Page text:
Definitions

from The American Heritage® Dictionary of the English Language, 4th Edition

  • n. Any of various fleshy fungi of the class Basidiomycota, characteristically having an umbrella-shaped cap borne on a stalk, especially any of the edible kinds, as those of the genus Agaricus.
  • n. Something shaped like one of these fungi.
  • intransitive v. To multiply, grow, or expand rapidly: The population mushroomed in the postwar decades.
  • intransitive v. To swell or spread out into a shape similar to a mushroom.
  • adj. Relating to, consisting of, or containing mushrooms: mushroom sauce.
  • adj. Resembling mushrooms in rapidity of growth or evanescence: mushroom towns.

from Wiktionary, Creative Commons Attribution/Share-Alike License

  • n. Any of the fleshy fruiting bodies of fungi typically produced above ground on soil or on their food sources (such as decaying wood).
  • n. A fungus producing such fruiting bodies.
  • n. champignon or Agaricus bisporus, the mushroom species most commonly used in cooking.
  • n. One of the mushroom-shaped pegs in bar billiards.
  • adj. Containing or being made of mushrooms.
  • adj. Resembling a mushroom by shape or appearance.
  • v. To grow quickly to a large size.
  • v. To gather mushrooms.
  • v. (Of a bullet) To form the shape of a mushroom when a bullet impacts a soft target.

from the GNU version of the Collaborative International Dictionary of English

  • n.
  • n. An edible fungus (Agaricus campestris), having a white stalk which bears a convex or oven flattish expanded portion called the pileus. This is whitish and silky or somewhat scaly above, and bears on the under side radiating gills which are at first flesh-colored, but gradually become brown. The plant grows in rich pastures and is proverbial for rapidity of growth and shortness of duration. It has a pleasant smell, and is largely used as food. It is also cultivated from spawn.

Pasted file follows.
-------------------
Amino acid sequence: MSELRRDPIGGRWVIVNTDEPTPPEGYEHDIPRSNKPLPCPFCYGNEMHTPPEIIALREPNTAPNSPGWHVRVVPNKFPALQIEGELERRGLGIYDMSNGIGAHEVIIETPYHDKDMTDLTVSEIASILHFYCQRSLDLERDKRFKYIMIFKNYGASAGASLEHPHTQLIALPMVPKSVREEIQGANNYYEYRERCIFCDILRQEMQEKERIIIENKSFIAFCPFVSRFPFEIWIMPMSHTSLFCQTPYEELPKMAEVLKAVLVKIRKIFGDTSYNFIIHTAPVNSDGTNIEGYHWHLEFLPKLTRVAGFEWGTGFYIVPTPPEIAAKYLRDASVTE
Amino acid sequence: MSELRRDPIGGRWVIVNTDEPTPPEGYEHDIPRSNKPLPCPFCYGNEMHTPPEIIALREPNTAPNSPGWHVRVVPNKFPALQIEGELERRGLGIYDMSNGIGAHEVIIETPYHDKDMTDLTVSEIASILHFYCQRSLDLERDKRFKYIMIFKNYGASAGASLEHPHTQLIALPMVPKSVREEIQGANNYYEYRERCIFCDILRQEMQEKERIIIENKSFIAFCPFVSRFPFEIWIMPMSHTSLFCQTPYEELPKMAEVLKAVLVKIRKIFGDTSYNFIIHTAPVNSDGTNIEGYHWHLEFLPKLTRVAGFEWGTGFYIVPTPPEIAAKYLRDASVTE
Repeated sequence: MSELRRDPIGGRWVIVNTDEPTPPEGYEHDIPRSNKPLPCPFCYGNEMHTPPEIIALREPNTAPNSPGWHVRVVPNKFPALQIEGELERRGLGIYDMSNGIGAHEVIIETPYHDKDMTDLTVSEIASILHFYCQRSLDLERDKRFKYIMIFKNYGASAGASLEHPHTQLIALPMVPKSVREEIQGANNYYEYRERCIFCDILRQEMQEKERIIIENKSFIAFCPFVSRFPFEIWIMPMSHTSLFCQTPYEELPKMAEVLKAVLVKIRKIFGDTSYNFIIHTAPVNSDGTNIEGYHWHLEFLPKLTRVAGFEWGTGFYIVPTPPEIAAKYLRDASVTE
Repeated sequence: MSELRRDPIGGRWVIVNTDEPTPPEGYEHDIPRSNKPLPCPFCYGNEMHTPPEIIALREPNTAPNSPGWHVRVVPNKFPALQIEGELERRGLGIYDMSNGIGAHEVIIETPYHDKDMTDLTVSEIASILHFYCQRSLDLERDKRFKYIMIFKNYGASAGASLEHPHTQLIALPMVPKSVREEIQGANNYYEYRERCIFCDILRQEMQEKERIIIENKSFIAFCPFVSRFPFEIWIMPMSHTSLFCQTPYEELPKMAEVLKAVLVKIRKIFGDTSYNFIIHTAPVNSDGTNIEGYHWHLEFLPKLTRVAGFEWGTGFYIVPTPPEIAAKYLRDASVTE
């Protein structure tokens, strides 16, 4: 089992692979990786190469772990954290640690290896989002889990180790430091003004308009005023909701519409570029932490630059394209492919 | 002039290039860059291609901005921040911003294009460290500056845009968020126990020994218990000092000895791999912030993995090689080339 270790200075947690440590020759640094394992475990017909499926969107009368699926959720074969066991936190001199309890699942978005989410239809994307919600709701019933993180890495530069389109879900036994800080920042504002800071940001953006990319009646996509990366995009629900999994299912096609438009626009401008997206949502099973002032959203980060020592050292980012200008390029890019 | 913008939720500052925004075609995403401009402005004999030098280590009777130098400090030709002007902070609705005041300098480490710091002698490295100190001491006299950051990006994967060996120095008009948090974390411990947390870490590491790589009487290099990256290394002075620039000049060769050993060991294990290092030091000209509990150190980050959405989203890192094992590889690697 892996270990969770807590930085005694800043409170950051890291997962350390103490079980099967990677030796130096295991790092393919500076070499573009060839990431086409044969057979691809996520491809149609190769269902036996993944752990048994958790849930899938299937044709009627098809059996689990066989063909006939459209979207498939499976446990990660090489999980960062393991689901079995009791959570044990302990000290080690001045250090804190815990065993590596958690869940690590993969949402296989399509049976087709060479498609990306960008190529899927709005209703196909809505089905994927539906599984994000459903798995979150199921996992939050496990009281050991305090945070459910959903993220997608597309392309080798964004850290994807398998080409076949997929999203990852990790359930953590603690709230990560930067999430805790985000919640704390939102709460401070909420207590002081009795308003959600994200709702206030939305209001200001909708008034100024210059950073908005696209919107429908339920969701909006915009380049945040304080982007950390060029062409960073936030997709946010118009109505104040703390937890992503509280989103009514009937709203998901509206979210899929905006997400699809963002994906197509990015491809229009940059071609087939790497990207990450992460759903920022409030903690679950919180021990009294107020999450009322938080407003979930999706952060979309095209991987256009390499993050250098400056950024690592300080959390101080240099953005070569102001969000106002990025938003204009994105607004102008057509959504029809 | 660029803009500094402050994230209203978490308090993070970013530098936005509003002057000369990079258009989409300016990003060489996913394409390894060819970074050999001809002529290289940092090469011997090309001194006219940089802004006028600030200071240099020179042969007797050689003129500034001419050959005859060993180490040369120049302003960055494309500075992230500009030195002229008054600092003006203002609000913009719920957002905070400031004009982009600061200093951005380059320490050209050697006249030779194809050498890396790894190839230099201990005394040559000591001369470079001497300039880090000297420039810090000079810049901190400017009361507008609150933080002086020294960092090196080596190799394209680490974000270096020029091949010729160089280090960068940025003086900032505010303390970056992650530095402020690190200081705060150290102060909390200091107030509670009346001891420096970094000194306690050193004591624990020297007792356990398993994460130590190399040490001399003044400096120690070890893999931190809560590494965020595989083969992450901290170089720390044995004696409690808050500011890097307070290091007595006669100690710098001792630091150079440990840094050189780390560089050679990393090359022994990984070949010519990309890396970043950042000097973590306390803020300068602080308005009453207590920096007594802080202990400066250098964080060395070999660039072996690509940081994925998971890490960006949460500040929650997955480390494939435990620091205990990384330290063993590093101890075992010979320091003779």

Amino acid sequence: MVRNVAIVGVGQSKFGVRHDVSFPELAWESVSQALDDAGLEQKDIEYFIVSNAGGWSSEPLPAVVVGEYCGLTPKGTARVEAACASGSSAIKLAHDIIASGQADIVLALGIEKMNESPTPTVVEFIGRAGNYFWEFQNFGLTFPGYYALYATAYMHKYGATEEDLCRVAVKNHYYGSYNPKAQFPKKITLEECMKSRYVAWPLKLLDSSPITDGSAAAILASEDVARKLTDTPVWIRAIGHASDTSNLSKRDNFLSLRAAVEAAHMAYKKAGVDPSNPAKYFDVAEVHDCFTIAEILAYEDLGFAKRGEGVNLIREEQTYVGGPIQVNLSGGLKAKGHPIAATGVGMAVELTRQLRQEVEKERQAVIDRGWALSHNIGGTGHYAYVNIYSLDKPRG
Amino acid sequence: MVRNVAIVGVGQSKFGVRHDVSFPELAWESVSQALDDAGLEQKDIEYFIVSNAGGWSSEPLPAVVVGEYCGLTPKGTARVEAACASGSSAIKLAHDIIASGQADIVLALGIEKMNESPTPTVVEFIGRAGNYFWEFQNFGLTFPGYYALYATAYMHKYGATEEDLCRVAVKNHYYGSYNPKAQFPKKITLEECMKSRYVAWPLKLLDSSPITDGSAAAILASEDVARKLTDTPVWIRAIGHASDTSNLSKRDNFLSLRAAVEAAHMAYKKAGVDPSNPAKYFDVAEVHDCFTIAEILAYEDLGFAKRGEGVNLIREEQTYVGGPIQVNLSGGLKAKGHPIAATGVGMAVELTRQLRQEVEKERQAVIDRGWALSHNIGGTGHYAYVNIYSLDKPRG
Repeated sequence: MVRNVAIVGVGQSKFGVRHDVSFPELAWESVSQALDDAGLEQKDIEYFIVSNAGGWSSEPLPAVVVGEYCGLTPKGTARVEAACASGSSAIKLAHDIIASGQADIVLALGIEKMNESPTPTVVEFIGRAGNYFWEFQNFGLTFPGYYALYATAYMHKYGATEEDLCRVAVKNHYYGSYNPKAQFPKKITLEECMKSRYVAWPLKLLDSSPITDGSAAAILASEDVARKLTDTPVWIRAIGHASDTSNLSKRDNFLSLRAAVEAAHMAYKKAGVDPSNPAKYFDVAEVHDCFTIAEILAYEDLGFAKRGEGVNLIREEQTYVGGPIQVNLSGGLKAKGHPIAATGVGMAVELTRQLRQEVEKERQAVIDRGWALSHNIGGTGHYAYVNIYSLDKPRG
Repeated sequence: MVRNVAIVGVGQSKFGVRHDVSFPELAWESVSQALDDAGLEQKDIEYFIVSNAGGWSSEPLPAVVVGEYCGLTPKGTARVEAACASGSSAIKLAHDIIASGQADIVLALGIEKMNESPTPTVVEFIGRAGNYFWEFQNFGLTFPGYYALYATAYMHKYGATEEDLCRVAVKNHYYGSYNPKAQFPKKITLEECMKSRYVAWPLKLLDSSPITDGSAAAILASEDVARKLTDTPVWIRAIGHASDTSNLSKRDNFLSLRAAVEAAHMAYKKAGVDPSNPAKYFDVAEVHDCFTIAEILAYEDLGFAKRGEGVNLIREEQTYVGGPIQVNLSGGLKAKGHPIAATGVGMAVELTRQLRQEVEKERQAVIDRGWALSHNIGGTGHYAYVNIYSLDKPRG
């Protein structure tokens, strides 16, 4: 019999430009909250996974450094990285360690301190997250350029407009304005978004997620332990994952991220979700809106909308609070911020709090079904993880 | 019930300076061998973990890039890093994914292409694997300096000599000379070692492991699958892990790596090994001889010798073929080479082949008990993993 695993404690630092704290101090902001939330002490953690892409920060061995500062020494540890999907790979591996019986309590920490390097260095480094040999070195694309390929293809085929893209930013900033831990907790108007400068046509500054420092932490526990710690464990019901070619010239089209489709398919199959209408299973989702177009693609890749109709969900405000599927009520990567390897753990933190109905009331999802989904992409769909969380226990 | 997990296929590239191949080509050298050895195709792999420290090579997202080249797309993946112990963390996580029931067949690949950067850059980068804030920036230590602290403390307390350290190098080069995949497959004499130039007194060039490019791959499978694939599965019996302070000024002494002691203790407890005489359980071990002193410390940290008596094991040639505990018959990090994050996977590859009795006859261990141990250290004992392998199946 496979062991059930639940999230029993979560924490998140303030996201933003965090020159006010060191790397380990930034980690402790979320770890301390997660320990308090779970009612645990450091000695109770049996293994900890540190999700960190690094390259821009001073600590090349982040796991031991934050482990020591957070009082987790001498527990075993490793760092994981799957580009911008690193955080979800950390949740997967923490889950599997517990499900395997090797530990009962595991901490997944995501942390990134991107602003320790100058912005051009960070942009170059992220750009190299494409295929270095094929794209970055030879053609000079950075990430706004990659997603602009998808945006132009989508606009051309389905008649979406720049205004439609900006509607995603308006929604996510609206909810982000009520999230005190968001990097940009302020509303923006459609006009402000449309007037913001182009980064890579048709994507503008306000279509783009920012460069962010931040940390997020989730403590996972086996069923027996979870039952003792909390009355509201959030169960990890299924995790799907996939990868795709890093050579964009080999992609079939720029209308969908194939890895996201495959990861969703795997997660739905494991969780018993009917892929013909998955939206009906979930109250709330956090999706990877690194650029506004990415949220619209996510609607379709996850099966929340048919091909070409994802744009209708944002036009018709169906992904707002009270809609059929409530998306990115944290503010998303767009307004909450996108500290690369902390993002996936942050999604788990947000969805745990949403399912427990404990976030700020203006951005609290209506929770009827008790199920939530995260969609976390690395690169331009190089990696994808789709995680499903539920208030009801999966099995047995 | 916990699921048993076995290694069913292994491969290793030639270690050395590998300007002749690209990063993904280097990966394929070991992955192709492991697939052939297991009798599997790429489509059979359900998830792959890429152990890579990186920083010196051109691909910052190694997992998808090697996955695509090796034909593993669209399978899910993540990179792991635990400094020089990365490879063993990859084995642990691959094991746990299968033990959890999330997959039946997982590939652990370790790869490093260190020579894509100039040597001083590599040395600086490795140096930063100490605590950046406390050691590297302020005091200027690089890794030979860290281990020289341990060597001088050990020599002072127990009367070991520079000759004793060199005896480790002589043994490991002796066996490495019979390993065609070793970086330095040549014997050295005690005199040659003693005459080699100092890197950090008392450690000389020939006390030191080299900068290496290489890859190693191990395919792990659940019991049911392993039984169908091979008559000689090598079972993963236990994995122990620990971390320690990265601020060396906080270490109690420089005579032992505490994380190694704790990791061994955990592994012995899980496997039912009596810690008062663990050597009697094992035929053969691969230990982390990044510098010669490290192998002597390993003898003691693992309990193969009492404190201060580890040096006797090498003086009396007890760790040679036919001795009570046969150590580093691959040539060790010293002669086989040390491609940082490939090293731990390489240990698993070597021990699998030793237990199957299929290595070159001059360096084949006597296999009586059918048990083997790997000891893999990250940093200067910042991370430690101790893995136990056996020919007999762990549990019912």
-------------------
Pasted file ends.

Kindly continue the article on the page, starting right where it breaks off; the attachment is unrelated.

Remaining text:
• n. Any large fungus developing a visible fruiting body with a stem and cap, usu. of the basidiomycetes
  • n. One who rises suddenly from a low condition in life; an upstart.
  • adj. Of or pertaining to mushrooms.
  • adj. Resembling mushrooms in rapidity of growth and shortness of duration; short-lived; ephemerial.
  • intransitive v. to grow or expand rapidly.
  • intransitive v. to grow so much and so rapidly as to change qualitatively; used with into.

from The Century Dictionary and Cyclopedia

  • n. A cryptogamic plant of the class Fungi: applied in a general sense to almost any of the larger, conspicuous fungi, such as toadstools, puffballs, Hydnei, etc., but more particularly to the agaricoid fungi and especially to the edible forms.
  • n.
  • n. An upstart; one who rises rapidly from a low condition in life.
  • n. A small mushroom-shaped protuberance that sometimes forms on the end of the negative carbon in arc-lamps.
  • Of or pertaining to mushrooms; made of mushrooms: as, mushroom sauce.
  • Resembling mushrooms in rapidity of growth and in unsubstantiality; ephemeral; upstart: as, mushroom aristocracy.
  • To elevate suddenly in position or rank.
  • Having the form or shape of a mushroom or toadstool; formed like the segment of a sphere; said of valves, anchors, etc.
  • To spread out at the top in a form resembling that of a mushroom; curve over at the top; curve down from the top like a mushroom.

from WordNet 3.0 Copyright 2006 by Princeton University. All rights reserved.

  • n. a large cloud of rubble and dust shaped like a mushroom and rising into the sky after an explosion (especially of a nuclear bomb)
  • n. fleshy body of any of numerous edible fungi
  • n. any of various fleshy fungi of the subdivision Basidiomycota consisting of a cap at the end of a stem arising from an underground mycelium
  • v. pick or gather mushrooms